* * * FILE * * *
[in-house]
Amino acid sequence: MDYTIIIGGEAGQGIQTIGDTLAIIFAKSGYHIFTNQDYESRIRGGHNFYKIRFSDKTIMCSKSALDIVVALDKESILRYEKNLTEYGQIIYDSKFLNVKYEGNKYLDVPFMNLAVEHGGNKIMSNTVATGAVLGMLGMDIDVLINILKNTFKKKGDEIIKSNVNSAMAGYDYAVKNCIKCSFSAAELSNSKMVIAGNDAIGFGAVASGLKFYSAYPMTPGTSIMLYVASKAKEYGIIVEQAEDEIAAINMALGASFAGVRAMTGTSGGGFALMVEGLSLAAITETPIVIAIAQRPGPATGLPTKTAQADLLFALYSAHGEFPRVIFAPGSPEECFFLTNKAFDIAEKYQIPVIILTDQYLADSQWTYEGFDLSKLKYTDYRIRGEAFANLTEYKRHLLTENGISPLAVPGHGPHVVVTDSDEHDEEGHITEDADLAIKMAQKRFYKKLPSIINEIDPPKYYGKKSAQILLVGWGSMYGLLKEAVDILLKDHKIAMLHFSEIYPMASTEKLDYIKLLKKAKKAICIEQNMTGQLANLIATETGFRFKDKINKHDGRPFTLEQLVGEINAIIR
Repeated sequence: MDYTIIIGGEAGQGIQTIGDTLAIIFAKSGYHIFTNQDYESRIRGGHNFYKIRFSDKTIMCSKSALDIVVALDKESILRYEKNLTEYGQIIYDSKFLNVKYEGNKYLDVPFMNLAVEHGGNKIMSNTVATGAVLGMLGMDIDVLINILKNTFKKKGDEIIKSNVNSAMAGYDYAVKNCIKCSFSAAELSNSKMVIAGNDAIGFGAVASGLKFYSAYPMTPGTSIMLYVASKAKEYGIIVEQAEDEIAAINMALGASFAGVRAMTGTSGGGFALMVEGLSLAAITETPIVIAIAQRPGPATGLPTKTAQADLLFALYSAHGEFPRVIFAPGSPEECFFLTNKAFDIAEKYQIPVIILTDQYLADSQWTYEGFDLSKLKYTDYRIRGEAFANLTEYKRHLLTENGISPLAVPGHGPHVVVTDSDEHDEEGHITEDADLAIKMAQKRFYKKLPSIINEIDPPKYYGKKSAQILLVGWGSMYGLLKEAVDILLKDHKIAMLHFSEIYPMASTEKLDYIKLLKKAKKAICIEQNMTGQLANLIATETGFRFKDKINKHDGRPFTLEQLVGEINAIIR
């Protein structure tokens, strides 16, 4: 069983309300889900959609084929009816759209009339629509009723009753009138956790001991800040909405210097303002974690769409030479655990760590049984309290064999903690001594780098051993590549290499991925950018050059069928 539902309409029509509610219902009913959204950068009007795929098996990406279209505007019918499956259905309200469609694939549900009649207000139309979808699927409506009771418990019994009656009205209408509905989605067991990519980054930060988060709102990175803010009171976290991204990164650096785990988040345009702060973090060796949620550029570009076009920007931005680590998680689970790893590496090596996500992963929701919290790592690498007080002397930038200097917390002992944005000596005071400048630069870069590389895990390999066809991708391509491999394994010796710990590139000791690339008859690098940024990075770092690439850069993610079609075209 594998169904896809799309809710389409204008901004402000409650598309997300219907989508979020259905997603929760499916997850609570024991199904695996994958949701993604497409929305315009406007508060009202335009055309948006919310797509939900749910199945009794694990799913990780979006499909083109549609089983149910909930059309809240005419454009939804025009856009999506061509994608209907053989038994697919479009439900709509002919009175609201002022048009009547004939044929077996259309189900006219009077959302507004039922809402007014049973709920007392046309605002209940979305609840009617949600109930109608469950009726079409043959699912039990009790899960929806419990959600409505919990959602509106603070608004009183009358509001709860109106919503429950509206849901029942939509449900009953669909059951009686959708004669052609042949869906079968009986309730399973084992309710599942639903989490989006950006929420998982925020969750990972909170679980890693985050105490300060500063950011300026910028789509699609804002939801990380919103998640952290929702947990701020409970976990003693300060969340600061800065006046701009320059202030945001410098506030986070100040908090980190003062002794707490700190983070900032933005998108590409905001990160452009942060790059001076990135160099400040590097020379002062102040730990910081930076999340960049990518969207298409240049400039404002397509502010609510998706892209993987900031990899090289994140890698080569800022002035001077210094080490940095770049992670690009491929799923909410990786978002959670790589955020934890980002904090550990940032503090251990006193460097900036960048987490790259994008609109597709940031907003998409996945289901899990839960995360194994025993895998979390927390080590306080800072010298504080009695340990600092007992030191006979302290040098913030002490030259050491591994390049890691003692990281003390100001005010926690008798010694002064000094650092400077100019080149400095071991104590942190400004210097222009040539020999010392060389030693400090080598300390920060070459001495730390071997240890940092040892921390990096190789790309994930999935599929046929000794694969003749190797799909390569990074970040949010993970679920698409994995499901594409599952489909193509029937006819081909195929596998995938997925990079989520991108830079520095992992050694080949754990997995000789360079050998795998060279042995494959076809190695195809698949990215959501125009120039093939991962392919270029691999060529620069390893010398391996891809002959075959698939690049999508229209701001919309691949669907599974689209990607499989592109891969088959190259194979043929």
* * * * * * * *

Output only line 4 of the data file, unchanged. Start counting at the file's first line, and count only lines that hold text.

């Protein structure tokens, strides 16, 4: 069983309300889900959609084929009816759209009339629509009723009753009138956790001991800040909405210097303002974690769409030479655990760590049984309290064999903690001594780098051993590549290499991925950018050059069928 539902309409029509509610219902009913959204950068009007795929098996990406279209505007019918499956259905309200469609694939549900009649207000139309979808699927409506009771418990019994009656009205209408509905989605067991990519980054930060988060709102990175803010009171976290991204990164650096785990988040345009702060973090060796949620550029570009076009920007931005680590998680689970790893590496090596996500992963929701919290790592690498007080002397930038200097917390002992944005000596005071400048630069870069590389895990390999066809991708391509491999394994010796710990590139000791690339008859690098940024990075770092690439850069993610079609075209 594998169904896809799309809710389409204008901004402000409650598309997300219907989508979020259905997603929760499916997850609570024991199904695996994958949701993604497409929305315009406007508060009202335009055309948006919310797509939900749910199945009794694990799913990780979006499909083109549609089983149910909930059309809240005419454009939804025009856009999506061509994608209907053989038994697919479009439900709509002919009175609201002022048009009547004939044929077996259309189900006219009077959302507004039922809402007014049973709920007392046309605002209940979305609840009617949600109930109608469950009726079409043959699912039990009790899960929806419990959600409505919990959602509106603070608004009183009358509001709860109106919503429950509206849901029942939509449900009953669909059951009686959708004669052609042949869906079968009986309730399973084992309710599942639903989490989006950006929420998982925020969750990972909170679980890693985050105490300060500063950011300026910028789509699609804002939801990380919103998640952290929702947990701020409970976990003693300060969340600061800065006046701009320059202030945001410098506030986070100040908090980190003062002794707490700190983070900032933005998108590409905001990160452009942060790059001076990135160099400040590097020379002062102040730990910081930076999340960049990518969207298409240049400039404002397509502010609510998706892209993987900031990899090289994140890698080569800022002035001077210094080490940095770049992670690009491929799923909410990786978002959670790589955020934890980002904090550990940032503090251990006193460097900036960048987490790259994008609109597709940031907003998409996945289901899990839960995360194994025993895998979390927390080590306080800072010298504080009695340990600092007992030191006979302290040098913030002490030259050491591994390049890691003692990281003390100001005010926690008798010694002064000094650092400077100019080149400095071991104590942190400004210097222009040539020999010392060389030693400090080598300390920060070459001495730390071997240890940092040892921390990096190789790309994930999935599929046929000794694969003749190797799909390569990074970040949010993970679920698409994995499901594409599952489909193509029937006819081909195929596998995938997925990079989520991108830079520095992992050694080949754990997995000789360079050998795998060279042995494959076809190695195809698949990215959501125009120039093939991962392919270029691999060529620069390893010398391996891809002959075959698939690049999508229209701001919309691949669907599974689209990607499989592109891969088959190259194979043929």